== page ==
emerging bubble-cap area, and e is the thickness of the thin liquid lm of the bubblecap (of order of 106 107 m). Therefore, the liquid ows induced by the capillary
pressure gradients are responsible for a density of energy per unit of volume dimensionally equivalent to shear stresses of order of 104 105 N m2 (depending on the
lm thickness). By comparison, in previous studies, numerical models conducted to
stresses of order of (only) 103 N m2 in the boundary layer around single millimetric
collapsing bubbles [91,126]. Therefore, stresses in the bubble-caps of bubbles adjacent
to collapsing cavities appear to be, at least, one order of magnitude higher than those
observed around single collapsing cavities, and also even higher than those developed
by viscous dissipation as a bubble-cap disintegrates. Intuitively, this is nally not so
surprising. Actually, after a bubble-caps aperture, the now empty cavity has to collapse to recover the horizontality of the liquid surface. The potential energy of such
an unstable situation is the sum of two contributions: rst, the gravitational energy
associated with the buoyancy of the open cavity (of order of gR4 ) and second, the
dierence of surface free energy between an hemispherical open cavity of radius R
and a at circular surface of radius R (of order of R2 ). The ratio of the gravitational energy to the surface free energy is called the Bond number, Bo = (gR2 )/.
In the present situation, Bo being of order of 5 102 , the main source of energy is
undoubtedly the surface free energy. Now, it should be noted that the same driving
potential energy is responsible for the single cavity collapse and for the collapse of the
cavity surrounded by neighboring bubble-caps. But, the volume of liquid displaced
in the thin lm of adjoining bubble-caps being much less than that of the boundary
layer drawn, it logically induces higher energy dissipation rates per unit of volume
and therefore higher strains in the petals of the ower-shaped structure. Finally,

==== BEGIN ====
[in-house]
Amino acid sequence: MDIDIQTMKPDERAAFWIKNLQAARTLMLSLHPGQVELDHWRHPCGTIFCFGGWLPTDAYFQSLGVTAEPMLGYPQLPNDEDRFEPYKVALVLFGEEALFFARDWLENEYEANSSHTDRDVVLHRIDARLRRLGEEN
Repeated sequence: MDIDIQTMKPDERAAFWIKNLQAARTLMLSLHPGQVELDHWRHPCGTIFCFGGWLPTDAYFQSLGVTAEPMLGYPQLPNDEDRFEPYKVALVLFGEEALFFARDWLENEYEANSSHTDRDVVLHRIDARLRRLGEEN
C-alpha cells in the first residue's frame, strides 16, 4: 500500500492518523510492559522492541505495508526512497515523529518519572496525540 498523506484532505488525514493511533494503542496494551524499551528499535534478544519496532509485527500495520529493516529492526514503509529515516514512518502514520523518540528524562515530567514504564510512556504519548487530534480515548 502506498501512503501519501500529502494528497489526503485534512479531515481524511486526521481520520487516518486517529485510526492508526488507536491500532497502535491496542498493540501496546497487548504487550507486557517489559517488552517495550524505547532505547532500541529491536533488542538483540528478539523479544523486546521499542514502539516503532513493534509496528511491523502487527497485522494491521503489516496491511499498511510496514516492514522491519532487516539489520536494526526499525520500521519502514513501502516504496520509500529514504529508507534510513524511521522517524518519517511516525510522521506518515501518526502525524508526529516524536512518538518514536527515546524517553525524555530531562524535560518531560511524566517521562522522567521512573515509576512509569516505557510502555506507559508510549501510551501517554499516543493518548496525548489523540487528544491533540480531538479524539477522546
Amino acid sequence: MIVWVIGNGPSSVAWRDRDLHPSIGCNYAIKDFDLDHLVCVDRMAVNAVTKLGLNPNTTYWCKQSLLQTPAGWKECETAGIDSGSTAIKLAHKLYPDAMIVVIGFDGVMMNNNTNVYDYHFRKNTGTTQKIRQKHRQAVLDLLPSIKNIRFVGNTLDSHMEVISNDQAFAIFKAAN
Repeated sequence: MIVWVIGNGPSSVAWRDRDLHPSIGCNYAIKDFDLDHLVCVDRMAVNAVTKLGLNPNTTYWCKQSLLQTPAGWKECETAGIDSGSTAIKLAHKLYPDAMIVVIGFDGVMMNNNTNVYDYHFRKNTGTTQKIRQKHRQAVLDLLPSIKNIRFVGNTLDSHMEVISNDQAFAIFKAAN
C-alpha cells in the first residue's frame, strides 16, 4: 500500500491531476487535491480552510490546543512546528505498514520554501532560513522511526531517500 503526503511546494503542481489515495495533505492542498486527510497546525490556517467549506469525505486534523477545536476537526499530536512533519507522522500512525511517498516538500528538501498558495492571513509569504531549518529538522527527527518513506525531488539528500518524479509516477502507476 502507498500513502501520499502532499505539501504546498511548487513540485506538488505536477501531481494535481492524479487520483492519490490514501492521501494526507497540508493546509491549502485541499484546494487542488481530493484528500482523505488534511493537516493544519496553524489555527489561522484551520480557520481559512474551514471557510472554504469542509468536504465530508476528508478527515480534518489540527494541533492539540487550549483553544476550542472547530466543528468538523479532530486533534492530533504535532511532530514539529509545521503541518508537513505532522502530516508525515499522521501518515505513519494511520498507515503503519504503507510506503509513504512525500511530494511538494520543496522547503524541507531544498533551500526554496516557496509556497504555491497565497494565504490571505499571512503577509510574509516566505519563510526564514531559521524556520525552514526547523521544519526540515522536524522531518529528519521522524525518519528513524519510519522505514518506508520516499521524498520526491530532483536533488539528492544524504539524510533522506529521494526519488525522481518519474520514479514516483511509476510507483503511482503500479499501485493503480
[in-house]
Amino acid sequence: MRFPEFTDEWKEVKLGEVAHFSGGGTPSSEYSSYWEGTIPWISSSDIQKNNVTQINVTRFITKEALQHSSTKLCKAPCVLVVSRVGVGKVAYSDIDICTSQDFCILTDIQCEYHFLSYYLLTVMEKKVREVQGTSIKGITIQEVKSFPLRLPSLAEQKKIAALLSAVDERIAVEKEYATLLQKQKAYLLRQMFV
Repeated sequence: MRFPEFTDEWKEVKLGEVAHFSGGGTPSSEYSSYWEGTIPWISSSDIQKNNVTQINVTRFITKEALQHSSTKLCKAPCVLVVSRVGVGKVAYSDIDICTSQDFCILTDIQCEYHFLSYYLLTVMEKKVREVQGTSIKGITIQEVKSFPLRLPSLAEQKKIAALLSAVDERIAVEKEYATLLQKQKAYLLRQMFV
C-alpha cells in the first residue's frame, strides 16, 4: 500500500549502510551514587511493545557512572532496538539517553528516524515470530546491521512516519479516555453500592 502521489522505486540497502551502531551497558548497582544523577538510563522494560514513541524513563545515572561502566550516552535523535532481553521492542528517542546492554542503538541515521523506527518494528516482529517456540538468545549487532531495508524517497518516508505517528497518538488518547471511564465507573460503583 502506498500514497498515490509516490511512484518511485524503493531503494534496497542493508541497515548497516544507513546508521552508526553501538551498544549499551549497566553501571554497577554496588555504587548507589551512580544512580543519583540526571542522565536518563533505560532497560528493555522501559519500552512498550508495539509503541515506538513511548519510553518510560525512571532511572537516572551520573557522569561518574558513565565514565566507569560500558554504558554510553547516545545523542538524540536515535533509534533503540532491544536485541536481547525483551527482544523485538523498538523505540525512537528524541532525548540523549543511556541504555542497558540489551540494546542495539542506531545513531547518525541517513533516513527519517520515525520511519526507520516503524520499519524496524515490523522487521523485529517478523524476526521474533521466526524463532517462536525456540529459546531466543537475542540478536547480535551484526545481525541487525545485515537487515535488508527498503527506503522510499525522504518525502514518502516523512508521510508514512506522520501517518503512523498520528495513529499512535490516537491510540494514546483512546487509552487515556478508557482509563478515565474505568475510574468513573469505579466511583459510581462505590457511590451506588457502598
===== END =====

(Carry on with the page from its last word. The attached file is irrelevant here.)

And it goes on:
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The European Physical Journal Special Topics

P0
P0
P1 + R

(P )S

P + 2 R

s
bubble-cap

air
Free surface

2R
champagne

bubble

(P )S (PC P1 )

R 3 R 2

P0
PC 2 R
Fig. 64. Schematic transversal representation of the situation, as frozen after the disintegration of the central bubble-cap.

while absorbing the energy released during a bubble collapse, as so many tiny airbags would do, adjoining bubble-caps store this energy into the thin liquid lm of
emerging bubble-caps, leading nally to stresses much higher than those observed in
the boundary layer around single millimetric collapsing bubbles.
In addition to purely physicochemical reasons, biological reasons are also readily
found for the investigation of such ower-shaped structures around bubbles collapsing in a bubble raft. Actually, in the biological industry, animal cells cultivated in
bio-reactors were shown to be seriously damaged or even killed by the bursting of
gas bubbles used to aerate the culture medium [127,128]. It has even been suggested
that structural deformations of adjacent tissues are induced by bubble collapse during laser-induced angioplasty [129,130]. Kunas and Papoutsakis evaluated the critical
shear stresses needed to cause irreversible damages to classical animal cells [128]. They
found critical lethal stresses in the range between 103 N m2 and 104 N m2 . Therefore, by developing stresses of order of 104 105 N m2 , bubbles bursting in a bubble
raft should be potentially even more dangerous for micro-organisms or biological tissues trapped in the thin lm of these fast-stretched bubble-caps.
7.8 Avalanches of bursting events in the bubble raft?
Actually, avalanches of popping bubbles were put in evidence during the coarsening of bi-dimensional and three dimensional aqueous foams [125,131]. How does the

Champagne Fizzics

81

bubble raft behave at the surface of a ute poured with champagne? Does a bursting
bubble produce a perturbation which extends to the neighboring bubbles and induce
avalanches of bursting events which nally destroy the whole bubble raft? In case of
champagne wines, a few time sequences of bubbles bursting in the bubble raft have
been captured with a high-speed video camera. One of them is displayed in Fig. 65.
Between frame 1 and frame 2, the bubble pointed with the black arrow has
disappeared. In frame 2, neighboring bubbles are literally sucked toward this now
bubble-free area. Then, neighboring bubbles oscillate during a few milliseconds and
progressively recover their initial hemispherical shape. In conclusion, in case of bubbles adjacent to collapsing ones, despite high shear stresses produced by a violent
sucking process, bubbles adjacent to collapsing ones were never found to rupture